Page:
World's Best Mom
Monica Potter, Parenthood
Raising a son with Asperger's. Battling breast cancer. Running for mayor. Founding a charter school. Reconciling with a daughter's sexuality. What hasn't Potter's Kristina been through on five seasons of NBC's Parenthood? Even though she's not even technically one of the show's central Bravermans, she quickly became our favorite character due to her incredible resilience in the face of adversity. Every week, Potter delivers subtle and often heartbreaking work: it's impossible not to cry along with her when her autistic son admits to her that his classmates' bullying makes him feel like a freak.
World's Worst Mom
Vera Farmiga, Bates Motel
When people talk about motherly love, we're pretty sure they mean something completely different than that kiss that Norma and Norman Bates shared in the Season 2 finale of A&E's creepy drama. But regardless of her efficacy as a parent, there's no denying the sheer power of Farmiga's fearless performance. The woman who turned Norman Bates into a psycho easily could have been portrayed as a one-dimensional Mommie Dearest monster. But thanks to Farmiga's performance, Norma is both despicable and sympathetic, as she tries her very best to raise a son who occasionally murders people. Too bad her best just isn't good enough.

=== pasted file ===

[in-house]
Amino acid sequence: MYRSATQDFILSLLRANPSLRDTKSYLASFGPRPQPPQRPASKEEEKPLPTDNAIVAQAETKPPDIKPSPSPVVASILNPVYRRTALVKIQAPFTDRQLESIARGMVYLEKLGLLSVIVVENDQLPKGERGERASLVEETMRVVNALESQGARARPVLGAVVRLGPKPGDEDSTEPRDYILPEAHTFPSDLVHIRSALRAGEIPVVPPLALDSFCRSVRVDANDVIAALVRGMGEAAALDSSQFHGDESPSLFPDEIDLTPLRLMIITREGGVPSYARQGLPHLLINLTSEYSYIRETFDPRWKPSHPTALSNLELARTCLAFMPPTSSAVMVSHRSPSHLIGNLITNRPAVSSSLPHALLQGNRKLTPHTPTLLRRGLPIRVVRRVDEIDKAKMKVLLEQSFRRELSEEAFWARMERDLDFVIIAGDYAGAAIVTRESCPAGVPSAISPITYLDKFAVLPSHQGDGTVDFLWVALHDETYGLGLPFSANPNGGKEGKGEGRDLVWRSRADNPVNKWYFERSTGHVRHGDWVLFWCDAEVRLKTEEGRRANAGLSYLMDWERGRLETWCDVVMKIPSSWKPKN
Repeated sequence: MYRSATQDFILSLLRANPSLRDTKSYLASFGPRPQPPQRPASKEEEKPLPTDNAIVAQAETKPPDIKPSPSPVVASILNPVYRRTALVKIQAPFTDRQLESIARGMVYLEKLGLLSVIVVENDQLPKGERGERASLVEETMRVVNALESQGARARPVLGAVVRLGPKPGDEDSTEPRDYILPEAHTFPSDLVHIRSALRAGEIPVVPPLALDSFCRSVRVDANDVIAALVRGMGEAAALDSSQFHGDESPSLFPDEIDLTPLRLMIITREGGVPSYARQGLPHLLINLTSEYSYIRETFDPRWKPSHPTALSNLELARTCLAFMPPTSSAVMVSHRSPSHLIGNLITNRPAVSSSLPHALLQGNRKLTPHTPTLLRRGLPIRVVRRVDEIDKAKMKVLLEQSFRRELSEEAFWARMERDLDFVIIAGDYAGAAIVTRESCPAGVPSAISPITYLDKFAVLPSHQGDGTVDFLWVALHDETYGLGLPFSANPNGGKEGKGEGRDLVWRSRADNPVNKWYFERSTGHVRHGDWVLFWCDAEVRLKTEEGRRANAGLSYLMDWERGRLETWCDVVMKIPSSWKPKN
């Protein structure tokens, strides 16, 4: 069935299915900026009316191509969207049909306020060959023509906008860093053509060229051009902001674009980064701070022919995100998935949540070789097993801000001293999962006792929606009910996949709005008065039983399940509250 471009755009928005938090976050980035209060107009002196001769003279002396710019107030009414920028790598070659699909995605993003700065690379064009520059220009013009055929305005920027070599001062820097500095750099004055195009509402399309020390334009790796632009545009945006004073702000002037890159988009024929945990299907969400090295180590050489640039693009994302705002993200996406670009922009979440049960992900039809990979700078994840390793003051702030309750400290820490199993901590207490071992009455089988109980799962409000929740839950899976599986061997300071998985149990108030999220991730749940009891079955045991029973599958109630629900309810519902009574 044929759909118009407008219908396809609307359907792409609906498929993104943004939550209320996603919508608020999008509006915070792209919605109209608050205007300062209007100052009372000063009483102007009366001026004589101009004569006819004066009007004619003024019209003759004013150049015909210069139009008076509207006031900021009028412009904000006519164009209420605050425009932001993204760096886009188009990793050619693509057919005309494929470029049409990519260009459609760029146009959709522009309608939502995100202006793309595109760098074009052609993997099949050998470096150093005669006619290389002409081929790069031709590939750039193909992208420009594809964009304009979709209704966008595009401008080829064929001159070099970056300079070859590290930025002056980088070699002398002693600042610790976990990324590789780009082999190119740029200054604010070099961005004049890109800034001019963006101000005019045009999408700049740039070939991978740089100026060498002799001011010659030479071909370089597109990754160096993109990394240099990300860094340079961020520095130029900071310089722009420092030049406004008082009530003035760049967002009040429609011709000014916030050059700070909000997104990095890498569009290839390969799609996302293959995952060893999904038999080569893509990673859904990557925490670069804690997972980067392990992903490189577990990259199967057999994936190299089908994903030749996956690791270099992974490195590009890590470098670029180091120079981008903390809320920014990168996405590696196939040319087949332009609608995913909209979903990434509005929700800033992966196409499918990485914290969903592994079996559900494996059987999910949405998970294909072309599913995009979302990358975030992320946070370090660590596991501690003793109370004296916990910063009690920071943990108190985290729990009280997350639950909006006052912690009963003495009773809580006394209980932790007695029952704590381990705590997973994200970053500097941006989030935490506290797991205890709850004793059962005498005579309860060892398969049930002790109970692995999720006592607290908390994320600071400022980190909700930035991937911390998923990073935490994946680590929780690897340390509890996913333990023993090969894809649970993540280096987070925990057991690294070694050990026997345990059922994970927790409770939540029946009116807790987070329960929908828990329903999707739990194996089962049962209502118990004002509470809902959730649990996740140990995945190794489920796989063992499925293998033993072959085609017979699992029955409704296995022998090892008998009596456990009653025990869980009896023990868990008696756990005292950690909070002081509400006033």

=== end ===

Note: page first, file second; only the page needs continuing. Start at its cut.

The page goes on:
Best Speaker of the Truth
Zosia Mamet, Girls
"You guys never listen to me. You treat me like I'm a fucking cab driver. Seriously, you have entire conversations in front of me like I am invisible. And sometimes I wonder if my social anxiety is holding me back from meeting the people who would actually be right for me, instead of a bunch of fucking whiny nothings as friends."
For three and a half seasons, Girls' Shoshanna was the young, naïve tagalong who obsessed about boys and talked in Sex And The City clichés. Then, in the course of one booze-fueled evening, she somehow transformed into the show's sole voice of reason. The truth-palooza came at the culmination of a beach weekend where the four friends were trapped together in a Lynchian nightmare of spiraling tensions and unspoken resentments. When Shoshanna finally unleashed her hilariously awkward tirade, it signaled the beginning of Zosia Mamet's reign as our new favorite Girls actress.
Most Delightful Semi-Reprisal of a Beloved Sitcom Character
Jane Kaczmarek, Playing House
If you haven't been watching USA's Playing House, then you're missing a few things: a terrific portrayal of female friendships, one of the funniest new shows this season, and the surprise return of one of our favorite sitcom stars from the early aughts. Jane Kaczmarek (aka Lois from Malcolm In The Middle) appears in four episodes of the show's freshman season as Gwen, the estranged mother of Jessica St. Clair's Emma. Boozy, loud-mouthed Gwen is a terrific counterpoint to strict and stubborn Lois — it's like watching the Malcolm matriarch finally let loose after her five sons have all flown the coop. In other words it's both hysterical and supremely satisfying, and we can't get enough.